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[FSM Intrm. 571]
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ANDON L. AMARAICH, Chief Justice:
This is an action to establish paternity and obtain child support. Petitioner Marline Anson is a resident of the Commonwealth of the Northern Mariana Islands (CNMI). Respondent Tony Rutmag is a resident of Yap, in the Federated States of Micronesia (FSM).
On April 9, 2003, a Certificate and Order issued in February 2002 by CNMI Commonwealth Superior Court Judge Robert Naraja was filed in this Court. The Order states: "In the opinion of the undersigned Judge/Presiding Officer, the enclosed petition and testimony set forth facts from which it may be determined that the Defendant/Respondent owes a duty of support to the named dependents."
Attached to the Certificate and Order is a child support petition alleging that the parties lived together from 1993 to 2000 and had a child in the state of Yap during that time. The petition names Tia Correen T. Rutmag, born September 3, 1999, as the child. Respondent is named on the child's birth certificate, which is also attached to the petition.
No child support amount was set by the CNMI Court, likely because respondent's income is listed as "unknown" to petitioner. Petitioner requests that she be awarded whatever amount of current support is required by the laws or child support guidelines of Yap, as well as medical coverage to the extent permitted by the State of Yap. Uniform Support Petition of Marline Anson at 2.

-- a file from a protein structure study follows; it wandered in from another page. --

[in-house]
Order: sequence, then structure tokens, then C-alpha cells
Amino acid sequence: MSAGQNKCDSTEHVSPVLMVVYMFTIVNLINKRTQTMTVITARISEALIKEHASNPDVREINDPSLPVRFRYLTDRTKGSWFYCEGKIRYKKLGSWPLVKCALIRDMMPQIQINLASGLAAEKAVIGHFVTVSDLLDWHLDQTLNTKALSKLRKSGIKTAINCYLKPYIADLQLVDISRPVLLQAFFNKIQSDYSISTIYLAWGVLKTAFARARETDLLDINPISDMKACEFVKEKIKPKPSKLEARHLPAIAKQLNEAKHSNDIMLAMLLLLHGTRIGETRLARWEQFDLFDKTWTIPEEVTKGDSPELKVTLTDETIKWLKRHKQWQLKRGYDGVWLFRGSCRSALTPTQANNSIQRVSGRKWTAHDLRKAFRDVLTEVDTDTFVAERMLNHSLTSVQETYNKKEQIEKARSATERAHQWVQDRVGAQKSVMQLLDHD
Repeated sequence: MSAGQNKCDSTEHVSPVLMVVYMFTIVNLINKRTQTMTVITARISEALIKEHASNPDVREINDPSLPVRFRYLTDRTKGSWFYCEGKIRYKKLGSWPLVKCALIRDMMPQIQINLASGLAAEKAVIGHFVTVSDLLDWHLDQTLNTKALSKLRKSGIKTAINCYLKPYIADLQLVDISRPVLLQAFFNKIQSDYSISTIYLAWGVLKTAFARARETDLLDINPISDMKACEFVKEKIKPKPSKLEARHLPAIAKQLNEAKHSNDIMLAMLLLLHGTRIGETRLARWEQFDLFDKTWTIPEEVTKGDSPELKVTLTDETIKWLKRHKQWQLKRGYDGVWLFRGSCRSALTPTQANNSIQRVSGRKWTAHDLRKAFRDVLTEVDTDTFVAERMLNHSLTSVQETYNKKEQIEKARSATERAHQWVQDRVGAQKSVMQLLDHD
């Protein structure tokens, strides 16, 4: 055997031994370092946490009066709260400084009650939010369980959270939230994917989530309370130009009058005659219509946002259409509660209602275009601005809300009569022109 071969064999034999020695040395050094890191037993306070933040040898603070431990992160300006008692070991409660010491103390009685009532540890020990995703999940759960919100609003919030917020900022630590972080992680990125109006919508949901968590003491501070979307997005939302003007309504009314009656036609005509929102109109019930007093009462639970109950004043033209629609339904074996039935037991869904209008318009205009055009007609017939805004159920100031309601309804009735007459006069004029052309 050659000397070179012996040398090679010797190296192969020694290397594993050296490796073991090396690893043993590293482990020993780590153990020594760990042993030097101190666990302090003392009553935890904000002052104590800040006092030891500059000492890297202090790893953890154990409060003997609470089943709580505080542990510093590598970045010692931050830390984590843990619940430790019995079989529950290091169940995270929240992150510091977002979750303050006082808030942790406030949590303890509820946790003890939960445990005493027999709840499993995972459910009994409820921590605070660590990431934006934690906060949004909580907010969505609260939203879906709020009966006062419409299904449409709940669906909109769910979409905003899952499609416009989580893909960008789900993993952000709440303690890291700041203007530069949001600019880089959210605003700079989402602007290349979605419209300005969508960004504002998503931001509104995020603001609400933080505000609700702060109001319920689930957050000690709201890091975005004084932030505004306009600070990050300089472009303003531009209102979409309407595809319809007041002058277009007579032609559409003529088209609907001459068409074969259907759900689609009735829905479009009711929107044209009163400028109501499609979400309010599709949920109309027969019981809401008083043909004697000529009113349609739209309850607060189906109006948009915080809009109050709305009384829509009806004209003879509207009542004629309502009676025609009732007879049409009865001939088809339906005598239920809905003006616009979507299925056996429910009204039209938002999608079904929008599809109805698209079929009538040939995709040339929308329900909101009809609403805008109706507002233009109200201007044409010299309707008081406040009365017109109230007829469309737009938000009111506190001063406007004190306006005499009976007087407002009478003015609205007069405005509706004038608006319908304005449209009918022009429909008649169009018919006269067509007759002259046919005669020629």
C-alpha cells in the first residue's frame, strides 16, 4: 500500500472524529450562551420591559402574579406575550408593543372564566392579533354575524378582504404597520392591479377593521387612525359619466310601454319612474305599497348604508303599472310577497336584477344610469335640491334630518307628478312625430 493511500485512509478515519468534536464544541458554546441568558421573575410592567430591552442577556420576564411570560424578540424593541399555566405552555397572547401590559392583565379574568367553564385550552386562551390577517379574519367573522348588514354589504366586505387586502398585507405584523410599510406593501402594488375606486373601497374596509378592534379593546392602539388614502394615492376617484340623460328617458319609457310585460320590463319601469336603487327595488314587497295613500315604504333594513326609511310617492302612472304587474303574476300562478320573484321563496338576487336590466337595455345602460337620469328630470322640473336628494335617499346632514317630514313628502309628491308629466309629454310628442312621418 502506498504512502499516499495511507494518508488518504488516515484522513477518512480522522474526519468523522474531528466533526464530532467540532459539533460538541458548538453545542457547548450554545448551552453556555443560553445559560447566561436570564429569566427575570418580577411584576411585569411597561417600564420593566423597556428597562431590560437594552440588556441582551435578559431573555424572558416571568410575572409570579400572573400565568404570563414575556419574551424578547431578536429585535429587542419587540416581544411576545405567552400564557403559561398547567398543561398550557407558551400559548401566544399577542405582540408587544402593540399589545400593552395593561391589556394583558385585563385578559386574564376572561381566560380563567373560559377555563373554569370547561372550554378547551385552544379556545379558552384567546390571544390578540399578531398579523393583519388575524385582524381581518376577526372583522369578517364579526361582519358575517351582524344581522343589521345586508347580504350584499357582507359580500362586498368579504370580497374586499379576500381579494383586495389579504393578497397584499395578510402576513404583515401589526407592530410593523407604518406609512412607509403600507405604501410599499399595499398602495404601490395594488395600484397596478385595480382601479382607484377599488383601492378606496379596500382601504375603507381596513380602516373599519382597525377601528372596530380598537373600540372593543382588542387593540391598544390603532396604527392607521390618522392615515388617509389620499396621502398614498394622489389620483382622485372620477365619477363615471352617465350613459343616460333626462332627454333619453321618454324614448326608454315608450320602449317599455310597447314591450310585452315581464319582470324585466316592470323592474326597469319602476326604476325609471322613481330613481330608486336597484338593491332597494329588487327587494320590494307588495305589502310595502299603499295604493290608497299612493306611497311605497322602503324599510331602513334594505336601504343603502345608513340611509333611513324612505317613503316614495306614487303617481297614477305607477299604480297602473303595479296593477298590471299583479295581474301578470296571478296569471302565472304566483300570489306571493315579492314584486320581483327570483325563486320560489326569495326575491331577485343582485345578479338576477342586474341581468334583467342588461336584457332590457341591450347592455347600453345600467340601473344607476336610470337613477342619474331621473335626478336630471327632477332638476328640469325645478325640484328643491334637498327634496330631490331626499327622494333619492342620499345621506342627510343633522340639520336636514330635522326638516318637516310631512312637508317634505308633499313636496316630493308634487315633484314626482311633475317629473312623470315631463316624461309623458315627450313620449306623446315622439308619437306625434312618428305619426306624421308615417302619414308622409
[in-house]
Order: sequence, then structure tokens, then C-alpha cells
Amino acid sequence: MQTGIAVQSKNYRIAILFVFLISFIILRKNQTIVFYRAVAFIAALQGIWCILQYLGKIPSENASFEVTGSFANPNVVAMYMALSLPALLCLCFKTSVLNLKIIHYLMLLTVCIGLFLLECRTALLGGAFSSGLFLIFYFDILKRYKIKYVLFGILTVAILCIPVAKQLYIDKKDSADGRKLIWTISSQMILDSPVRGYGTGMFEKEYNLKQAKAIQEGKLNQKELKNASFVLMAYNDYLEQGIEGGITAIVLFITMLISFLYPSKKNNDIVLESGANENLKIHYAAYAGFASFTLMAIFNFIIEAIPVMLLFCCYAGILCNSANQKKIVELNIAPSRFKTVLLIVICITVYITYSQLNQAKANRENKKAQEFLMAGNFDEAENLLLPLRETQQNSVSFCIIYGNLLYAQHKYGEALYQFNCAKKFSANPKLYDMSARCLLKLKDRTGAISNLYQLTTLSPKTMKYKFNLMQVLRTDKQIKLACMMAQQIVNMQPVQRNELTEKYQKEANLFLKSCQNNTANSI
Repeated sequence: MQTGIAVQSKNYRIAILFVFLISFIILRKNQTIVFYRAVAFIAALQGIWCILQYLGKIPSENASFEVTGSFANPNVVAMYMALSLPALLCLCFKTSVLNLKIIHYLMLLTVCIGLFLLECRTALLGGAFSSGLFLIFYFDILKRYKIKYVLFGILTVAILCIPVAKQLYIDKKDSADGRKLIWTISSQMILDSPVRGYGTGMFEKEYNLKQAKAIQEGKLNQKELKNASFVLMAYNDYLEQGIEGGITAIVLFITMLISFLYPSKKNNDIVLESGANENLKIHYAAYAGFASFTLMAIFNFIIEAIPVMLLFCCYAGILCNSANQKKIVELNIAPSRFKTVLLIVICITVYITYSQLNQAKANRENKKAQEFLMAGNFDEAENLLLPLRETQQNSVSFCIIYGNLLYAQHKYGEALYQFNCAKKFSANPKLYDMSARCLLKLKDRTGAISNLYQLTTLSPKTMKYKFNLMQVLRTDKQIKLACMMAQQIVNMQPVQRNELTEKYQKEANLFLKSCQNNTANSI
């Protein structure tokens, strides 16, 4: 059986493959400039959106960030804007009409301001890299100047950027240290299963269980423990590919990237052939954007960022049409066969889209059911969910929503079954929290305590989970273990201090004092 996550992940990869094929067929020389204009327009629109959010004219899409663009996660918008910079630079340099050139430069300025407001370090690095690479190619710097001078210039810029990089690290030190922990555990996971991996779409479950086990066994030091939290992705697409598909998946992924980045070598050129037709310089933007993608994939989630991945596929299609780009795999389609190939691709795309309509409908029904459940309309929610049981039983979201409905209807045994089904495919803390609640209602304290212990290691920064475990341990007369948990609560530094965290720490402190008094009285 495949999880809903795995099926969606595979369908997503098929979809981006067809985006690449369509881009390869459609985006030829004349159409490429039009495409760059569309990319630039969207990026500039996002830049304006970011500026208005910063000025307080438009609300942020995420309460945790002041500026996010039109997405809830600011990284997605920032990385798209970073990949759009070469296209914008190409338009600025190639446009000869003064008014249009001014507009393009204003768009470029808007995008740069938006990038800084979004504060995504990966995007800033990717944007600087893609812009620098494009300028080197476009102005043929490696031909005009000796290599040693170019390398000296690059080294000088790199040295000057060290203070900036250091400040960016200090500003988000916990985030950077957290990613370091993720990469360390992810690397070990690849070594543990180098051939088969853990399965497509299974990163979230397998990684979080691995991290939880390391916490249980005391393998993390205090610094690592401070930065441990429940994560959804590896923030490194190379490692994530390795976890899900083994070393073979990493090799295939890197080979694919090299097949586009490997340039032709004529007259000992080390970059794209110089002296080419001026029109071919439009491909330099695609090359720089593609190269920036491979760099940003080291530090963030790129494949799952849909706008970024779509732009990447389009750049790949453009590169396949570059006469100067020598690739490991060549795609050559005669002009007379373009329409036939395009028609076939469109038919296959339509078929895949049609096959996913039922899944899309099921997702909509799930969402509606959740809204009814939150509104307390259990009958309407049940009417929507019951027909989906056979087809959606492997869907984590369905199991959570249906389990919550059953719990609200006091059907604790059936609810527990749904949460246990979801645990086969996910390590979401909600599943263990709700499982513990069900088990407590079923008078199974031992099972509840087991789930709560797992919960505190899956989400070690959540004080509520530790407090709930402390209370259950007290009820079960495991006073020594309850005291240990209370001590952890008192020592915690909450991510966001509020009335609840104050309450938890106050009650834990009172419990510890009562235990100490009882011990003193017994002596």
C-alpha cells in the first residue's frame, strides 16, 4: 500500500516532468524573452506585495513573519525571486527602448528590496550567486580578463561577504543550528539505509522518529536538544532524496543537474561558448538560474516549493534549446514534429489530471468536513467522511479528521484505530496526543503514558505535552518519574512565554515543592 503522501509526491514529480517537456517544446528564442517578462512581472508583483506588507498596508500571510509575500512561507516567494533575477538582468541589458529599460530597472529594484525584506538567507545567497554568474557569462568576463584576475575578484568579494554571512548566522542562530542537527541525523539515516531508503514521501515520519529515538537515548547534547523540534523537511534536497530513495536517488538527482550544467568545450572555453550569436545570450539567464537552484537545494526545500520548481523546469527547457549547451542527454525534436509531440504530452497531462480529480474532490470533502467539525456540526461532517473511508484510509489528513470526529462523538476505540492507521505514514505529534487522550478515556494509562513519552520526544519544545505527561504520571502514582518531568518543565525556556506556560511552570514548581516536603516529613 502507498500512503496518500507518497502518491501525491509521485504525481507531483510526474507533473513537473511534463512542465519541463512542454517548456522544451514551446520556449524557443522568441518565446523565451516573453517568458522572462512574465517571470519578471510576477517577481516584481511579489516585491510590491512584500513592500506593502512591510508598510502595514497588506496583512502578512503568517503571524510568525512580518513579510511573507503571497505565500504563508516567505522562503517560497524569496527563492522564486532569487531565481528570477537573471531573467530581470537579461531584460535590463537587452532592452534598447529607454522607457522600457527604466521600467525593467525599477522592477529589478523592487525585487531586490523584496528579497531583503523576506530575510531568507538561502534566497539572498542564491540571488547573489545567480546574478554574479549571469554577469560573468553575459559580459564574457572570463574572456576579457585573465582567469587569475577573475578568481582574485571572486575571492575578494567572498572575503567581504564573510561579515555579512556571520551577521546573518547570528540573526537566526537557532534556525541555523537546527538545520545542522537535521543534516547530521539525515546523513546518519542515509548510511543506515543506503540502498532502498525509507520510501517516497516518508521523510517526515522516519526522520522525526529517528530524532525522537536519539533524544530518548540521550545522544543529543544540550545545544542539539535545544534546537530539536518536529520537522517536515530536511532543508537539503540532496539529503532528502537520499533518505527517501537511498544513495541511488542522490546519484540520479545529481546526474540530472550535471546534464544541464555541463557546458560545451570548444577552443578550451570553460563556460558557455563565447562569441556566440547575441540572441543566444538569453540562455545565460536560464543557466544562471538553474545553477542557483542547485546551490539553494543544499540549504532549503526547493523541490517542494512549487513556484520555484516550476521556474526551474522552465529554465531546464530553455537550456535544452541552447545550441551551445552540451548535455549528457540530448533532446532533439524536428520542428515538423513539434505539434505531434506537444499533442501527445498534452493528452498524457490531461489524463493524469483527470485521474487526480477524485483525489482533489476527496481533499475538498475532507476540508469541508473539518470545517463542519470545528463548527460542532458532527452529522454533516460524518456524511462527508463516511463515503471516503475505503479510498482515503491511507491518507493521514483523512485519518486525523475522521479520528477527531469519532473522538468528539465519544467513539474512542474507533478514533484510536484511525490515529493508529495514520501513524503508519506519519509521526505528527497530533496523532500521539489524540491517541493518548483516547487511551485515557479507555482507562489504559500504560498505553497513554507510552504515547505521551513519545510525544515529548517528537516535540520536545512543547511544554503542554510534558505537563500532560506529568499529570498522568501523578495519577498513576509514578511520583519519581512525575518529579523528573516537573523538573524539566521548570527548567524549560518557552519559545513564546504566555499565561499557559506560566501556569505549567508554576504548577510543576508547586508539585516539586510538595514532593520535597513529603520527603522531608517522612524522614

The threshold question is whether this case should be determined by the FSM Supreme Court trial division in Yap, or by the Yap State Court. FSM law provides for the reciprocal enforcement of child support orders. See 6 F.S.M.C. 1711 et seq. However, case law supports the conclusion that in domestic relations matters, the national court should abstain from exercising jurisdiction until the state court has had the opportunity to rule on the issues presented. In Burke v. Torwal, 7 FSM Intrm. 531 (Pon. 1996), the Court held:
Based on the traditional jurisdiction of the states over matters of domestic relations, and the language and history of the applicable statutory provisions, the Court finds that this proceeding for enforcement of a foreign support order is properly commenced in the state court in which the defendant resides, rather than in the FSM Supreme Court. For the same reasons, the Court finds that these cases are properly prosecuted by the Pohnpei State Office of the Attorney General, rather than by the FSM Office of the Attorney